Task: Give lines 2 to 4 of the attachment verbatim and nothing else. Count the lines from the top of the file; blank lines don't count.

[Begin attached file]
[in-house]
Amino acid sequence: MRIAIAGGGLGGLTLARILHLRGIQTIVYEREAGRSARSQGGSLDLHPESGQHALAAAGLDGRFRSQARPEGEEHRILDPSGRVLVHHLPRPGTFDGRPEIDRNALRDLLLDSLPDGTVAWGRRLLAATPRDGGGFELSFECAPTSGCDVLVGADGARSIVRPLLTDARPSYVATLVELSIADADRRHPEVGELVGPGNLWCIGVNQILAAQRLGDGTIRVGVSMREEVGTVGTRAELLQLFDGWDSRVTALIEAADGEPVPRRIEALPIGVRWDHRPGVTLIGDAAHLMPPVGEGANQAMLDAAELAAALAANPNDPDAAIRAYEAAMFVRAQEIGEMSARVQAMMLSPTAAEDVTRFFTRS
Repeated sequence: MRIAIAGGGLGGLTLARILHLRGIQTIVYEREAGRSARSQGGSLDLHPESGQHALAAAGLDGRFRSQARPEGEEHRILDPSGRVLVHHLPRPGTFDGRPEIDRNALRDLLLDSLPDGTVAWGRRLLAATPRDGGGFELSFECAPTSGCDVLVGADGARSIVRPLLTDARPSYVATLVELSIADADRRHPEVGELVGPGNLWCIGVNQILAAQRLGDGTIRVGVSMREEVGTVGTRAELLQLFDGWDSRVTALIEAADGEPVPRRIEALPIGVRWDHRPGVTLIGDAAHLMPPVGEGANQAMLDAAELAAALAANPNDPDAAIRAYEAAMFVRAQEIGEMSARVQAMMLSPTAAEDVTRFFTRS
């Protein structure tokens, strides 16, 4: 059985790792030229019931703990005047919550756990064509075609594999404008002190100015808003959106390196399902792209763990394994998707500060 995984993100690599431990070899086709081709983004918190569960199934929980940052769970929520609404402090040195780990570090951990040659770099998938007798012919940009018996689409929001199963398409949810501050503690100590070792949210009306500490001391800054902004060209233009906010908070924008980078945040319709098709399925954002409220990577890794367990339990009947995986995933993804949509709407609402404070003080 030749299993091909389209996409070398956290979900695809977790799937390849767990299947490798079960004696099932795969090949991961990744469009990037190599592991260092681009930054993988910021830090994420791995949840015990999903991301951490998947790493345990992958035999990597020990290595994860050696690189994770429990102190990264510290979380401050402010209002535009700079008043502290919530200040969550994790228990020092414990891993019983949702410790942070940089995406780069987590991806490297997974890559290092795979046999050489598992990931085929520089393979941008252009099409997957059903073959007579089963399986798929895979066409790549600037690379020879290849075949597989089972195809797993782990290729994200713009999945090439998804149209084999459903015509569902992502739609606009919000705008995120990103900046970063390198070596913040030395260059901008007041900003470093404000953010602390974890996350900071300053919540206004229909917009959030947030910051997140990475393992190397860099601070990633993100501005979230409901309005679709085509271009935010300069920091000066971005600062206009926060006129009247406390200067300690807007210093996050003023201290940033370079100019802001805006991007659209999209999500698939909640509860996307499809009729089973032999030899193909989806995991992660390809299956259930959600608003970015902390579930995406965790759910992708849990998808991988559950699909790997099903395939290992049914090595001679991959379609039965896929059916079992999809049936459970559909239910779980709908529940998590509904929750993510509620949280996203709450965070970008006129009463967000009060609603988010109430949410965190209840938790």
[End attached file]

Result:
Amino acid sequence: MRIAIAGGGLGGLTLARILHLRGIQTIVYEREAGRSARSQGGSLDLHPESGQHALAAAGLDGRFRSQARPEGEEHRILDPSGRVLVHHLPRPGTFDGRPEIDRNALRDLLLDSLPDGTVAWGRRLLAATPRDGGGFELSFECAPTSGCDVLVGADGARSIVRPLLTDARPSYVATLVELSIADADRRHPEVGELVGPGNLWCIGVNQILAAQRLGDGTIRVGVSMREEVGTVGTRAELLQLFDGWDSRVTALIEAADGEPVPRRIEALPIGVRWDHRPGVTLIGDAAHLMPPVGEGANQAMLDAAELAAALAANPNDPDAAIRAYEAAMFVRAQEIGEMSARVQAMMLSPTAAEDVTRFFTRS
Repeated sequence: MRIAIAGGGLGGLTLARILHLRGIQTIVYEREAGRSARSQGGSLDLHPESGQHALAAAGLDGRFRSQARPEGEEHRILDPSGRVLVHHLPRPGTFDGRPEIDRNALRDLLLDSLPDGTVAWGRRLLAATPRDGGGFELSFECAPTSGCDVLVGADGARSIVRPLLTDARPSYVATLVELSIADADRRHPEVGELVGPGNLWCIGVNQILAAQRLGDGTIRVGVSMREEVGTVGTRAELLQLFDGWDSRVTALIEAADGEPVPRRIEALPIGVRWDHRPGVTLIGDAAHLMPPVGEGANQAMLDAAELAAALAANPNDPDAAIRAYEAAMFVRAQEIGEMSARVQAMMLSPTAAEDVTRFFTRS
């Protein structure tokens, strides 16, 4: 059985790792030229019931703990005047919550756990064509075609594999404008002190100015808003959106390196399902792209763990394994998707500060 995984993100690599431990070899086709081709983004918190569960199934929980940052769970929520609404402090040195780990570090951990040659770099998938007798012919940009018996689409929001199963398409949810501050503690100590070792949210009306500490001391800054902004060209233009906010908070924008980078945040319709098709399925954002409220990577890794367990339990009947995986995933993804949509709407609402404070003080 030749299993091909389209996409070398956290979900695809977790799937390849767990299947490798079960004696099932795969090949991961990744469009990037190599592991260092681009930054993988910021830090994420791995949840015990999903991301951490998947790493345990992958035999990597020990290595994860050696690189994770429990102190990264510290979380401050402010209002535009700079008043502290919530200040969550994790228990020092414990891993019983949702410790942070940089995406780069987590991806490297997974890559290092795979046999050489598992990931085929520089393979941008252009099409997957059903073959007579089963399986798929895979066409790549600037690379020879290849075949597989089972195809797993782990290729994200713009999945090439998804149209084999459903015509569902992502739609606009919000705008995120990103900046970063390198070596913040030395260059901008007041900003470093404000953010602390974890996350900071300053919540206004229909917009959030947030910051997140990475393992190397860099601070990633993100501005979230409901309005679709085509271009935010300069920091000066971005600062206009926060006129009247406390200067300690807007210093996050003023201290940033370079100019802001805006991007659209999209999500698939909640509860996307499809009729089973032999030899193909989806995991992660390809299956259930959600608003970015902390579930995406965790759910992708849990998808991988559950699909790997099903395939290992049914090595001679991959379609039965896929059916079992999809049936459970559909239910779980709908529940998590509904929750993510509620949280996203709450965070970008006129009463967000009060609603988010109430949410965190209840938790």